What is the TMJ
The temporo-mandibular joint is the bony joint that connects the lower jaw to the skull (one on each side). The alignment of this joint is heavily dependent on the arrangement of the teeth, the bite, and the muscles and ligaments attached to the lower jaw.
Any disturbance in tooth alignment and muscle harmony can affect the normal functioning of the TMJ. It may be painful, or may not have any symptoms. Here are the common signs and symptoms of TMJ disorders:
- Joint pain/discomfort
- A buzzing sound in the ear
- Inability to open the mouth wide
- Dislocation of the jaw
- Uncomfortable bite
- Locked jaw (unable to open or close with ease)
- Vague pain on the side of the face
- Worn-down teeth
- Night grinding or clenching
What should you do?
TMJ problems can be multifactorial. The quality and quantity of sleep plays a significant role in the health of the TMJ.
The best thing to do is to get professional advice for this complex condition.
Get in touch with us if you want to know more about it.
Being a complex disorder, the management may need a multi-disciplinary approach. We offer the following treatments:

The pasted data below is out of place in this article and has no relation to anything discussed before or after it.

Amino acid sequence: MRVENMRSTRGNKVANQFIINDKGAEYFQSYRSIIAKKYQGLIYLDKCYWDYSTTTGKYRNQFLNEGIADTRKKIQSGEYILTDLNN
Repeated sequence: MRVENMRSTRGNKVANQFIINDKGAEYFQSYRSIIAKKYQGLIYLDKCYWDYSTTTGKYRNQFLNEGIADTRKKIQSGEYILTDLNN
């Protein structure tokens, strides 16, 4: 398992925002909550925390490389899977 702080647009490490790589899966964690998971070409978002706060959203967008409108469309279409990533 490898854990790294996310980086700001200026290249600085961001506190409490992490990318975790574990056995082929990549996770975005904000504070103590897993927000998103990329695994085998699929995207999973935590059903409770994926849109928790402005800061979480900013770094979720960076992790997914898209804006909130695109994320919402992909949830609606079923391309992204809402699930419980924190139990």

- Night bite guards/splints
- Minor bite adjustments
- Injections into the muscle
- Home-care relaxation exercises
- Full-mouth rehabilitation to stabilise the bite
Sleep apnoea is a sleep disorder characterised by pauses in breathing, or periods of shallow breathing during sleep. Each pause can last for a few seconds to a few minutes, and they happen many times a night.
In the commonest form, this follows loud snoring. There may be a choking or snorting sound as breathing resumes. As the disorder disrupts normal sleep, those affected may experience sleepiness or feel tired during the day. In children it may cause problems in school, or hyperactivity.
Signs and symptoms of sleep apnoea
- Headache, neck ache
- Night grinding/worn teeth
- Poor concentration
- Daytime sleepiness
- Acid reflux
What should I do about it?
If you have several of the above symptoms, you should contact your doctor ASAP. Normally your doctor may prescribe a sleep study. Depending on the results, treatment options are then discussed with the patients.
How can a dentist help?
Dentists are often the first health professionals who come across patients with sleep disorders. In a routine dental check-up, dentists evaluate the cause of worn-down teeth and night grinding. If they suspect sleep disturbances, they will refer the patient to the doctor first.
These are similar to night guards, and are commonly recommended for sleep apnoea treatment. The dentist can make an anti-snoring device at a doctor’s or patient’s request. Anti-snoring devices are designed to bring the lower jaw forward, which opens up the airway for efficient breathing in of oxygen. Forward placement of the lower jaw eliminates or reduces the intensity of snoring.
- Custom-made for better fit and comfort
- Easy to transport
- Easy to clean
- Helps with night grinding